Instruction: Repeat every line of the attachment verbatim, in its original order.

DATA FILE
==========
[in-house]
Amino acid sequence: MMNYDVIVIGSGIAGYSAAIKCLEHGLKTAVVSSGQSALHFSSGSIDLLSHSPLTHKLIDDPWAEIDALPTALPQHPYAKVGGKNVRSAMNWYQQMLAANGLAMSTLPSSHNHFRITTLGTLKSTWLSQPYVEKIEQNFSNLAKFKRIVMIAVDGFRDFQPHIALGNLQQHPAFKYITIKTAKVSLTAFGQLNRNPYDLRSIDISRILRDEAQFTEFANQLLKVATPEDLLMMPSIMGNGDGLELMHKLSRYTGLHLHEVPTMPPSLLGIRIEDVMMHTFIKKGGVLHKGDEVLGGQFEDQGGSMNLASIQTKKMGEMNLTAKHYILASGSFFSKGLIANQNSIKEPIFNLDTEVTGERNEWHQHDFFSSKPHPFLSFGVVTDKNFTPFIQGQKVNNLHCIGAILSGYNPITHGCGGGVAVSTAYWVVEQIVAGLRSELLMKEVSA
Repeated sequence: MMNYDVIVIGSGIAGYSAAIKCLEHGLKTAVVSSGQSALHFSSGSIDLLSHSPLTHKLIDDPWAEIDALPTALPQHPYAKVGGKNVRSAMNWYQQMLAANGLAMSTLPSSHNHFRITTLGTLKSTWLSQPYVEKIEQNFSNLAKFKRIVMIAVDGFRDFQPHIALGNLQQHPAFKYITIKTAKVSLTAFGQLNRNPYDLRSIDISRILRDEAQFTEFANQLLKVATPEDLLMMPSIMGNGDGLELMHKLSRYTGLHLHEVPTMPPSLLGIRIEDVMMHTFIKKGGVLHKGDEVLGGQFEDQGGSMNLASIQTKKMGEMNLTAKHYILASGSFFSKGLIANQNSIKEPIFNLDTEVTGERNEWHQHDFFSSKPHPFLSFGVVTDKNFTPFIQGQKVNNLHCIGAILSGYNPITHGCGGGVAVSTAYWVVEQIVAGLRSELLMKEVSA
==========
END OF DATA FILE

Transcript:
[in-house]
Amino acid sequence: MMNYDVIVIGSGIAGYSAAIKCLEHGLKTAVVSSGQSALHFSSGSIDLLSHSPLTHKLIDDPWAEIDALPTALPQHPYAKVGGKNVRSAMNWYQQMLAANGLAMSTLPSSHNHFRITTLGTLKSTWLSQPYVEKIEQNFSNLAKFKRIVMIAVDGFRDFQPHIALGNLQQHPAFKYITIKTAKVSLTAFGQLNRNPYDLRSIDISRILRDEAQFTEFANQLLKVATPEDLLMMPSIMGNGDGLELMHKLSRYTGLHLHEVPTMPPSLLGIRIEDVMMHTFIKKGGVLHKGDEVLGGQFEDQGGSMNLASIQTKKMGEMNLTAKHYILASGSFFSKGLIANQNSIKEPIFNLDTEVTGERNEWHQHDFFSSKPHPFLSFGVVTDKNFTPFIQGQKVNNLHCIGAILSGYNPITHGCGGGVAVSTAYWVVEQIVAGLRSELLMKEVSA
Repeated sequence: MMNYDVIVIGSGIAGYSAAIKCLEHGLKTAVVSSGQSALHFSSGSIDLLSHSPLTHKLIDDPWAEIDALPTALPQHPYAKVGGKNVRSAMNWYQQMLAANGLAMSTLPSSHNHFRITTLGTLKSTWLSQPYVEKIEQNFSNLAKFKRIVMIAVDGFRDFQPHIALGNLQQHPAFKYITIKTAKVSLTAFGQLNRNPYDLRSIDISRILRDEAQFTEFANQLLKVATPEDLLMMPSIMGNGDGLELMHKLSRYTGLHLHEVPTMPPSLLGIRIEDVMMHTFIKKGGVLHKGDEVLGGQFEDQGGSMNLASIQTKKMGEMNLTAKHYILASGSFFSKGLIANQNSIKEPIFNLDTEVTGERNEWHQHDFFSSKPHPFLSFGVVTDKNFTPFIQGQKVNNLHCIGAILSGYNPITHGCGGGVAVSTAYWVVEQIVAGLRSELLMKEVSA